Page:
You may know why it’s important to brush your teeth, but the concept of cavities or gum disease is most likely lost on your child. This is often why he or she doesn’t see the big deal when it comes to not brushing teeth. Kids can refuse to brush their teeth for a number of other reasons, though, from an attempt to assert themselves to a sensitivity to the toothbrush.
Having a child who won’t brush his baby teeth might not seem like a cause for concern; he will lose them soon anyway. But tooth decay is one of the most common chronic conditions in kids, affecting about 20 percent of those between the ages of five and 11, according to the Centers for Disease Control and Prevention (CDC). And not brushing now can cause your child discomfort, as well as problems with eating and speaking, well into the eruption of their adult teeth. It also sets up a pattern of not brushing in the future, which can lead to health issues in other parts of the body.
If your child won’t brush, there are a few ways you can establish this healthy habit.
1. Make a Reward
Giving your child a reward for brushing should be a regular item in a parent’s arsenal, but the reward that works best will depend on your child’s age and interests. Someone under the age of eight, for example, may be receptive to a funny bedtime story before lights out – but only after he brushes.
For an older child, a good reward might be letting him watch an episode of a favorite TV show between brushing and bed. If your child fusses about brushing his teeth, remind them the time he spends complaining will cut into this bonus playtime. Keep in mind, however, that physical activity can make it harder to fall asleep; be sure to keep this incentive to a minimum.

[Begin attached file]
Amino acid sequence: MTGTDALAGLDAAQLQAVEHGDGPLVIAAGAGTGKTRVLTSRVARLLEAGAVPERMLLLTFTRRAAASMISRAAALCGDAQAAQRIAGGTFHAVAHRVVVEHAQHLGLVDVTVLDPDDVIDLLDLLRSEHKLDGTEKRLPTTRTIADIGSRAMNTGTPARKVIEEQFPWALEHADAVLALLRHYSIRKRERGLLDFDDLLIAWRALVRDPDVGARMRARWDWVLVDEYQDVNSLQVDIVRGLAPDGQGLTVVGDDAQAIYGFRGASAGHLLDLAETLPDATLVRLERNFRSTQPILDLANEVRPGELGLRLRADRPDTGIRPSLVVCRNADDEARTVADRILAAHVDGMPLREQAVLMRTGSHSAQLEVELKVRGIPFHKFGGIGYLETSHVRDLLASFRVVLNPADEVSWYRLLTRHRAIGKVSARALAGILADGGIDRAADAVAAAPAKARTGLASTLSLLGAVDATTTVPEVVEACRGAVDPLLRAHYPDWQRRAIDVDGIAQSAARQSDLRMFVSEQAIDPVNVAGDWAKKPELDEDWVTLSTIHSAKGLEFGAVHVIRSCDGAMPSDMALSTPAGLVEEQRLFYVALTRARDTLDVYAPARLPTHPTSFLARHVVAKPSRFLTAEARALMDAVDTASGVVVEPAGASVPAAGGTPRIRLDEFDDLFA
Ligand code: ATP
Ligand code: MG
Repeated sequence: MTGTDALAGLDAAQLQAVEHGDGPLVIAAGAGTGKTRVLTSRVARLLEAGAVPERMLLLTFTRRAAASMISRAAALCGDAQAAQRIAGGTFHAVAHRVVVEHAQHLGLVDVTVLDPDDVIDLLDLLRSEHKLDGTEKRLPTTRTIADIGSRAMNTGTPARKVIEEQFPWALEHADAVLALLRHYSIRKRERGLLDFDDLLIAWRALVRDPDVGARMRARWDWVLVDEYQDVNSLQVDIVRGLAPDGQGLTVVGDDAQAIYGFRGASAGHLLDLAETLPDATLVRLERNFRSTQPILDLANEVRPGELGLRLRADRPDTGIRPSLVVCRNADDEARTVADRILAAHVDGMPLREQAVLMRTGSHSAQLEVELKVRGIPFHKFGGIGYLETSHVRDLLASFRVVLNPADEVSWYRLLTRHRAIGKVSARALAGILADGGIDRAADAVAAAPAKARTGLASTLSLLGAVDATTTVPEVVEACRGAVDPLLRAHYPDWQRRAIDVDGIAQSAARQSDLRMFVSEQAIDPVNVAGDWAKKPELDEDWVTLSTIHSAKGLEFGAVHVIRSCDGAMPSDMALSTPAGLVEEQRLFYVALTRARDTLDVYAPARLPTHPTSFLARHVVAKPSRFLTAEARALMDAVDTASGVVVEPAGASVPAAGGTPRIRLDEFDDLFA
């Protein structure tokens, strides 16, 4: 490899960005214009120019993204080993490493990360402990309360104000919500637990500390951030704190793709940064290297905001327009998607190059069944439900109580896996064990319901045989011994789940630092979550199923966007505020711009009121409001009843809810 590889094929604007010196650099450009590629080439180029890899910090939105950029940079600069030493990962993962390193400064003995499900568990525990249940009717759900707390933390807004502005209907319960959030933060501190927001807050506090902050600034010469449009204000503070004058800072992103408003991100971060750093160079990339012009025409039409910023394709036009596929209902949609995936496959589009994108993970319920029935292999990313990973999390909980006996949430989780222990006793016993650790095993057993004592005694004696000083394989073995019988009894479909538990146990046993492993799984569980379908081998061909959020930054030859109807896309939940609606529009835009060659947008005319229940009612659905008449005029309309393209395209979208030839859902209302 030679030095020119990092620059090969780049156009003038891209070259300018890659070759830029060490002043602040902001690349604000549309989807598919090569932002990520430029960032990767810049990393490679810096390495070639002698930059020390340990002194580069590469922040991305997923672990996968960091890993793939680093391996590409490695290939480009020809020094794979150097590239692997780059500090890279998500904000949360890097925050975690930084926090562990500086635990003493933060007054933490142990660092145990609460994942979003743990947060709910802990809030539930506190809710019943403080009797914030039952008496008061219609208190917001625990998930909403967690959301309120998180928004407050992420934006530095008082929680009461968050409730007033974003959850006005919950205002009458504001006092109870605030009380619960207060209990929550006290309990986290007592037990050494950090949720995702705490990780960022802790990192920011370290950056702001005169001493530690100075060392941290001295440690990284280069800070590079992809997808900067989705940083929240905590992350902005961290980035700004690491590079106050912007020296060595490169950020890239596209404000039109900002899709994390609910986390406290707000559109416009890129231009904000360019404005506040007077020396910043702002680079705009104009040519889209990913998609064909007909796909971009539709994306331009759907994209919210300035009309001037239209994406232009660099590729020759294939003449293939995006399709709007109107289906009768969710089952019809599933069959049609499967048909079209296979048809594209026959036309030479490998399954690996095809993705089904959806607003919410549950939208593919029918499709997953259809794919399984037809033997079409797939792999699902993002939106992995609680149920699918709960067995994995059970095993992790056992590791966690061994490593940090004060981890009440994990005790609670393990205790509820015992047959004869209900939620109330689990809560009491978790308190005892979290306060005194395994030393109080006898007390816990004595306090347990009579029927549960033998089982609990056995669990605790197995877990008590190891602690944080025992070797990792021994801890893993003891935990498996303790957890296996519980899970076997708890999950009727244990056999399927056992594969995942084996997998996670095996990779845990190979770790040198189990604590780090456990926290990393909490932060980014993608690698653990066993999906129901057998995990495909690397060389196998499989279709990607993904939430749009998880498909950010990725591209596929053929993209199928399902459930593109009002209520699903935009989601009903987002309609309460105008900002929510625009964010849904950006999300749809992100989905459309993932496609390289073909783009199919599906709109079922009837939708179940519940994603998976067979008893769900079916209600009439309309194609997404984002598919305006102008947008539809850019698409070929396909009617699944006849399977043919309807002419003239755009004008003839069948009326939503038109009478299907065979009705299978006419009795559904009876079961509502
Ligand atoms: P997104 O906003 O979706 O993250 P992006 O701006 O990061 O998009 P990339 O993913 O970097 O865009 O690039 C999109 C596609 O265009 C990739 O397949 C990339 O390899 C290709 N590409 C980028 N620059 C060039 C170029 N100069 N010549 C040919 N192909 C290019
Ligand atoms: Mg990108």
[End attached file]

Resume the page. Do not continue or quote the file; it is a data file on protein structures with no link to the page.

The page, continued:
2. Make It a Game
Similar to offering your child a reward is turning tooth brushing into a game. Put on an upbeat song for two minutes (the appropriate brushing time) while your child brushes, and have a mini-dance party. Another option is to create a star chart wherein each time your child brushes without being asked, morning and night, he gets a star or sticker. Having earned five stars, your child qualifies for a prize. If he makes it to 10, offer something slightly better. Two or more children might transform your star chart system into a friendly competition – the one who earns five or 10 stars first gets the best prize, for instance. If they tie, you can give them the same thing. Just make sure this reward doesn’t counter all the hard work they did to clean their teeth!
3. Give Your Child a Choice
You don’t want to give your child the choice of not brushing teeth because, at this stage, he may take you up on it. To encourage him to embrace the routine, however, you can give him a choice of which products to use. Bring your child through the oral care aisle to pick out a brush and toothpaste that stands out. He may be surprised to find a product featuring a beloved cartoon character, such as SpongeBob Square Pants™ Mild Bubble Fruit®.
4. Check for Sensitivity
The refusal to brush might have little to do with assertiveness and a more do with sensory issues. Some kids are more sensitive to touch than others, which makes tooth brushing especially unpleasant. Children with autism or attention disorders are likely to have sensitivities that affect oral care, in particular, according to the Special Care Dentistry Association. If you suspect your child’s resistance to brushing is linked to a sensitive mouth, there are a few options for coping with it.
As with most difficult phases of your child’s life, this one will soon pass. Figuring out a way to work with your child through it will help everyone healthy and collected until it’s an effortless part of the daily routine.